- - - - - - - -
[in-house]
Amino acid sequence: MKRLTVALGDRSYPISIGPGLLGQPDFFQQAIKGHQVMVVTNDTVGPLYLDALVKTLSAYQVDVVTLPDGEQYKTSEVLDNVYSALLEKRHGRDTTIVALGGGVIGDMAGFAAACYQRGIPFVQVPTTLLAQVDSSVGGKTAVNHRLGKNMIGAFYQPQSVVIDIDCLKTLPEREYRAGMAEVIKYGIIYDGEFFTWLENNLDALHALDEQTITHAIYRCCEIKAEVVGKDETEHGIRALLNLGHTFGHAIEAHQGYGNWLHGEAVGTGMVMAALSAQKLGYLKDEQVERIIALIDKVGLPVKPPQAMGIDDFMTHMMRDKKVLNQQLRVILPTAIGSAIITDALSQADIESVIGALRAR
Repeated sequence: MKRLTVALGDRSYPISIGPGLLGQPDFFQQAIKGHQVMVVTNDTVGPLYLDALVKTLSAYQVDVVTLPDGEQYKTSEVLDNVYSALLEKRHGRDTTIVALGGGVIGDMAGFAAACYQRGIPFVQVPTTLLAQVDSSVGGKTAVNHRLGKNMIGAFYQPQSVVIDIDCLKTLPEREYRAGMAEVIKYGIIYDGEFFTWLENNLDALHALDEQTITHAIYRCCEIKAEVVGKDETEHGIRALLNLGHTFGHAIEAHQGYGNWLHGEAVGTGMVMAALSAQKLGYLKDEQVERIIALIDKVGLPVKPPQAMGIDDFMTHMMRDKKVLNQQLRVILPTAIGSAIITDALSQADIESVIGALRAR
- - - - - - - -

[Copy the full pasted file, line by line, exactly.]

[in-house]
Amino acid sequence: MKRLTVALGDRSYPISIGPGLLGQPDFFQQAIKGHQVMVVTNDTVGPLYLDALVKTLSAYQVDVVTLPDGEQYKTSEVLDNVYSALLEKRHGRDTTIVALGGGVIGDMAGFAAACYQRGIPFVQVPTTLLAQVDSSVGGKTAVNHRLGKNMIGAFYQPQSVVIDIDCLKTLPEREYRAGMAEVIKYGIIYDGEFFTWLENNLDALHALDEQTITHAIYRCCEIKAEVVGKDETEHGIRALLNLGHTFGHAIEAHQGYGNWLHGEAVGTGMVMAALSAQKLGYLKDEQVERIIALIDKVGLPVKPPQAMGIDDFMTHMMRDKKVLNQQLRVILPTAIGSAIITDALSQADIESVIGALRAR
Repeated sequence: MKRLTVALGDRSYPISIGPGLLGQPDFFQQAIKGHQVMVVTNDTVGPLYLDALVKTLSAYQVDVVTLPDGEQYKTSEVLDNVYSALLEKRHGRDTTIVALGGGVIGDMAGFAAACYQRGIPFVQVPTTLLAQVDSSVGGKTAVNHRLGKNMIGAFYQPQSVVIDIDCLKTLPEREYRAGMAEVIKYGIIYDGEFFTWLENNLDALHALDEQTITHAIYRCCEIKAEVVGKDETEHGIRALLNLGHTFGHAIEAHQGYGNWLHGEAVGTGMVMAALSAQKLGYLKDEQVERIIALIDKVGLPVKPPQAMGIDDFMTHMMRDKKVLNQQLRVILPTAIGSAIITDALSQADIESVIGALRAR